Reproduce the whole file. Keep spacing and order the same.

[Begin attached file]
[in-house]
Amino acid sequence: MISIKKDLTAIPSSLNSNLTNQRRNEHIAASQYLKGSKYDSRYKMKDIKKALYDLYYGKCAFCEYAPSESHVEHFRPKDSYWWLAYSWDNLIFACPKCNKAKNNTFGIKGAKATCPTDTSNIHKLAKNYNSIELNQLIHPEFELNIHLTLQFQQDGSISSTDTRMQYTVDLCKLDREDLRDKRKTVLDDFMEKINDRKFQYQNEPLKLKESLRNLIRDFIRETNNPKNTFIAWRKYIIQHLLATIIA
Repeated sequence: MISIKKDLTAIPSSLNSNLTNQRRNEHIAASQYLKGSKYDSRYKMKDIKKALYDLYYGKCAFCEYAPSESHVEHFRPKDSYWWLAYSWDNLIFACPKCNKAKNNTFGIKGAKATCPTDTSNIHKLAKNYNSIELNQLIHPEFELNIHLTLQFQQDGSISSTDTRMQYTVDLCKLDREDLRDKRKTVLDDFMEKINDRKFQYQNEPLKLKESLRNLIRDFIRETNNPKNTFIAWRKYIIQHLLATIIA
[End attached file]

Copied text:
[in-house]
Amino acid sequence: MISIKKDLTAIPSSLNSNLTNQRRNEHIAASQYLKGSKYDSRYKMKDIKKALYDLYYGKCAFCEYAPSESHVEHFRPKDSYWWLAYSWDNLIFACPKCNKAKNNTFGIKGAKATCPTDTSNIHKLAKNYNSIELNQLIHPEFELNIHLTLQFQQDGSISSTDTRMQYTVDLCKLDREDLRDKRKTVLDDFMEKINDRKFQYQNEPLKLKESLRNLIRDFIRETNNPKNTFIAWRKYIIQHLLATIIA
Repeated sequence: MISIKKDLTAIPSSLNSNLTNQRRNEHIAASQYLKGSKYDSRYKMKDIKKALYDLYYGKCAFCEYAPSESHVEHFRPKDSYWWLAYSWDNLIFACPKCNKAKNNTFGIKGAKATCPTDTSNIHKLAKNYNSIELNQLIHPEFELNIHLTLQFQQDGSISSTDTRMQYTVDLCKLDREDLRDKRKTVLDDFMEKINDRKFQYQNEPLKLKESLRNLIRDFIRETNNPKNTFIAWRKYIIQHLLATIIA